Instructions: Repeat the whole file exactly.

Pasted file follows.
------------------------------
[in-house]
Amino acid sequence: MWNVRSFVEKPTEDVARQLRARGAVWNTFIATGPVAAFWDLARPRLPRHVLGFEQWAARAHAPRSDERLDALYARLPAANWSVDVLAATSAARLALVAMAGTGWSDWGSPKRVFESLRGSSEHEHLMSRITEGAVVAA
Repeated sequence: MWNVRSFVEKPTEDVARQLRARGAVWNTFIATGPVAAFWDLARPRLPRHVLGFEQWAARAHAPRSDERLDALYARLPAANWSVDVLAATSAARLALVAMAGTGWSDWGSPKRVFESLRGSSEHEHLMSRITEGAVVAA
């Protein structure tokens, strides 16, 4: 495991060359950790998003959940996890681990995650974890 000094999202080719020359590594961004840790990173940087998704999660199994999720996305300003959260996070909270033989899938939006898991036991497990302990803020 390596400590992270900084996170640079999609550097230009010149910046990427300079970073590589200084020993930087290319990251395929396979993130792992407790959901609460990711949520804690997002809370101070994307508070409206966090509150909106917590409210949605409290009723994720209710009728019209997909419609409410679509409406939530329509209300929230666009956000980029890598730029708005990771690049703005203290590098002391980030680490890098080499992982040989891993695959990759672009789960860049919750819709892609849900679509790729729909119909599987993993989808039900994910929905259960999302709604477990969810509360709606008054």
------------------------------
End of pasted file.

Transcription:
[in-house]
Amino acid sequence: MWNVRSFVEKPTEDVARQLRARGAVWNTFIATGPVAAFWDLARPRLPRHVLGFEQWAARAHAPRSDERLDALYARLPAANWSVDVLAATSAARLALVAMAGTGWSDWGSPKRVFESLRGSSEHEHLMSRITEGAVVAA
Repeated sequence: MWNVRSFVEKPTEDVARQLRARGAVWNTFIATGPVAAFWDLARPRLPRHVLGFEQWAARAHAPRSDERLDALYARLPAANWSVDVLAATSAARLALVAMAGTGWSDWGSPKRVFESLRGSSEHEHLMSRITEGAVVAA
């Protein structure tokens, strides 16, 4: 495991060359950790998003959940996890681990995650974890 000094999202080719020359590594961004840790990173940087998704999660199994999720996305300003959260996070909270033989899938939006898991036991497990302990803020 390596400590992270900084996170640079999609550097230009010149910046990427300079970073590589200084020993930087290319990251395929396979993130792992407790959901609460990711949520804690997002809370101070994307508070409206966090509150909106917590409210949605409290009723994720209710009728019209997909419609409410679509409406939530329509209300929230666009956000980029890598730029708005990771690049703005203290590098002391980030680490890098080499992982040989891993695959990759672009789960860049919750819709892609849900679509790729729909119909599987993993989808039900994910929905259960999302709604477990969810509360709606008054």